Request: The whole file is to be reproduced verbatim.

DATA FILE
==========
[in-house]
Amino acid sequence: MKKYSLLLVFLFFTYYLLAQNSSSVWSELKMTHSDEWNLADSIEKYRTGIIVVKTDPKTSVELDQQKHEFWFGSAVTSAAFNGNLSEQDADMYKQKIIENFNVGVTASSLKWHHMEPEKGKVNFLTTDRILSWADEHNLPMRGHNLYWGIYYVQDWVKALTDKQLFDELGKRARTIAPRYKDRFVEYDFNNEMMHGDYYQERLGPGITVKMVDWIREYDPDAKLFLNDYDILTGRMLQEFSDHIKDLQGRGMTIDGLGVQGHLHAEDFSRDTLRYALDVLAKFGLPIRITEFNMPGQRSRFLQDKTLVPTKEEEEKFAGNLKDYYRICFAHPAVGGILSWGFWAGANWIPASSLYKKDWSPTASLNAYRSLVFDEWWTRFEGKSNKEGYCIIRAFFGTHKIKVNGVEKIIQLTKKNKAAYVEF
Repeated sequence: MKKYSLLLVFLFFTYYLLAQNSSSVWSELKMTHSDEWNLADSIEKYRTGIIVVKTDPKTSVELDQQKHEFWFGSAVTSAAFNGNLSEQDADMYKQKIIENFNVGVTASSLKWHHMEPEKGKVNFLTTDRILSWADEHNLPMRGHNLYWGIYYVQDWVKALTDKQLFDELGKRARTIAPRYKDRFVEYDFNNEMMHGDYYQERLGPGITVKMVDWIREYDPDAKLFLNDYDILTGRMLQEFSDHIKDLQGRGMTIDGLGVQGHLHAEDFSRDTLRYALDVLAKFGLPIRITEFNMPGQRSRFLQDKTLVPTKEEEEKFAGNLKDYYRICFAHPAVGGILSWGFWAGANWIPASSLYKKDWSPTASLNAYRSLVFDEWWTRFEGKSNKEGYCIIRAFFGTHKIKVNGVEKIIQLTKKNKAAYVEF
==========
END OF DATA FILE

[in-house]
Amino acid sequence: MKKYSLLLVFLFFTYYLLAQNSSSVWSELKMTHSDEWNLADSIEKYRTGIIVVKTDPKTSVELDQQKHEFWFGSAVTSAAFNGNLSEQDADMYKQKIIENFNVGVTASSLKWHHMEPEKGKVNFLTTDRILSWADEHNLPMRGHNLYWGIYYVQDWVKALTDKQLFDELGKRARTIAPRYKDRFVEYDFNNEMMHGDYYQERLGPGITVKMVDWIREYDPDAKLFLNDYDILTGRMLQEFSDHIKDLQGRGMTIDGLGVQGHLHAEDFSRDTLRYALDVLAKFGLPIRITEFNMPGQRSRFLQDKTLVPTKEEEEKFAGNLKDYYRICFAHPAVGGILSWGFWAGANWIPASSLYKKDWSPTASLNAYRSLVFDEWWTRFEGKSNKEGYCIIRAFFGTHKIKVNGVEKIIQLTKKNKAAYVEF
Repeated sequence: MKKYSLLLVFLFFTYYLLAQNSSSVWSELKMTHSDEWNLADSIEKYRTGIIVVKTDPKTSVELDQQKHEFWFGSAVTSAAFNGNLSEQDADMYKQKIIENFNVGVTASSLKWHHMEPEKGKVNFLTTDRILSWADEHNLPMRGHNLYWGIYYVQDWVKALTDKQLFDELGKRARTIAPRYKDRFVEYDFNNEMMHGDYYQERLGPGITVKMVDWIREYDPDAKLFLNDYDILTGRMLQEFSDHIKDLQGRGMTIDGLGVQGHLHAEDFSRDTLRYALDVLAKFGLPIRITEFNMPGQRSRFLQDKTLVPTKEEEEKFAGNLKDYYRICFAHPAVGGILSWGFWAGANWIPASSLYKKDWSPTASLNAYRSLVFDEWWTRFEGKSNKEGYCIIRAFFGTHKIKVNGVEKIIQLTKKNKAAYVEF